An "Assistant Attorney General" Kenneth Gellhaus, admitted to practice law in 1987 (28 years ago) has sent me a letter requiring me to "provide me with a physical location of your New York office in which you transact your legal business as a New York attorney".

How NYS AG can declare a default in a case where an Answer was filed in 2008 and representation was uninterrupted, nobody knows.

Mr. Gellhaus got so fired up because his office languished in prosecuting a case against my client for 7 (!) years - and I happened to remind him of that fact.  So, Mr. Gellhaus became all personal and demanded from me what no law allowed him to demand.

In his aggressive attack against me attempting to oust me from a case, Mr. Gellhaus relied upon NYS Judiciary Law 470 that requires "nonresident" attorneys to maintain a physical office in the State of New York, which was - guess what? - declared unconstitutional by a federal court 4 years ago, which declaration was not overruled (at least as yet) on appeal.

Judiciary Law 470 was amended by New York State Legislature on February 15, 2014, 2.5 years after the ruling in Schoenefeld v New York (above), and now it is as follows:

In an attempt to outsmart itself, the New York Legislature, noting that Ms. Schonefeld resided in an "adjoining state" (New Jersey), magnanimously allowed "nonresident" attorneys without an office to reside in "adjoining states" only.

It did not make much sense, because the appellant in the appeal from the decision in Shoenefeld v New York was not Ms. Shoenefeld, and mooting their own appeal for the State of New York was not the smartest thing to do, when such mooting does not cancel the determination of the U.S. District Court for the Northern District of New York in Ms. Shoenefeld's case, which was much broader than addressing discrimination of New York against "non-resident" attorneys only from "adjoining" states.

Yet, that is exactly what Mr. Gellhaus points out to me by stating that South Carolina where, he presumes from my P.O Box mailing address, I now exclusively reside (which is not true, because I have residences in New York state), is not "adjoining" the state of New York.

It is not.  But whether South Carolina where I reside IN ADDITION to residing in the State of New York, is adjoining the State of New York or not, is irrelevant to the decision in Schoenefeld v. New York:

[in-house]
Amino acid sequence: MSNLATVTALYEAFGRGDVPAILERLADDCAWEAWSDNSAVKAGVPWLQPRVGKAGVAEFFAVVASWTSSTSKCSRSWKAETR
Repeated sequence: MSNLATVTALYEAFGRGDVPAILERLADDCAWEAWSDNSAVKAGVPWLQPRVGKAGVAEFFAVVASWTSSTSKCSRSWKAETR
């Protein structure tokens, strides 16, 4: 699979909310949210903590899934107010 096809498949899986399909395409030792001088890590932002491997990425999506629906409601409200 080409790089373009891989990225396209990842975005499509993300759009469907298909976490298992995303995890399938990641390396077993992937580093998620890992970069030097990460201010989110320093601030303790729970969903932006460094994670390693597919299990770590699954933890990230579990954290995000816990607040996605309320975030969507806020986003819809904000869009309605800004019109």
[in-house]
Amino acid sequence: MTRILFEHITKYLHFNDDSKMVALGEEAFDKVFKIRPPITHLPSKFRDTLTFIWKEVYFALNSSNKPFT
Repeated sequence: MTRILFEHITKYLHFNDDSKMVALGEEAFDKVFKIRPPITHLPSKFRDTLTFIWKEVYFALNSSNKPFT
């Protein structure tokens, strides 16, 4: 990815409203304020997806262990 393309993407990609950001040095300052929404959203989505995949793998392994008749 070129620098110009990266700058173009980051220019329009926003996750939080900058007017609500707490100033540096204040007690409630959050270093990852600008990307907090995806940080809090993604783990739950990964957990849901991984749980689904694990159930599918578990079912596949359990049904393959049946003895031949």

Once again, the federal court in Schoenefeld v New York clearly indicated that it declares the statute unconstitutional not only towards Ms. Schonefeld (one attorney), but against "nonresident attorneyS" (plural, many attorneys), because of the statute's discrimination, in violation of Privileges and Immunities Clause.  Once again, the protected class here is "nonresident attorneyS", not "nonresident attorneys from adjoining states" only.  

So, New York's amendment of Judiciary Law 470 did not cure the constitutional defect that caused the statute to be stricken by the federal court.

Further, Mr. Gellhaus presumed that because I have a temporary mailing address outside of the State of New York, I am (1) a "nonresident" attorney and (2) am answerable to Mr. Gellhaus as to my physical address in New York "to transact my legal business", which, of course, is not true - as a matter of law - on both counts.

Under New York State law, no attorney has to disclose his or her residential address to litigants, opposing parties and their attorneys, and Mr. Gellhaus knows it very well.

Apparently, Mr. Gellhaus, very possibly, will be mighty frustrated if I happen to demand to know his residential address - in case I want to personally serve him with something, which was the presumed purpose of Judiciary Law 470 (declared unconstitutional 4 years ago by the U.S. District Court for the Northern District of New York in the case Schoenefeld v. New York, on 9/7/11).  Yet, he permits himself to demand such intrusive information from me. 

I've written in this blog time and again - when will our public servants LEARN TO READ?  Even the cases handled by their own office, such as Schoenefeld v. New York?

This is, alas, the competency level of our public servants in the State of New York...  And it is taxpayers' business to change that.  Soon.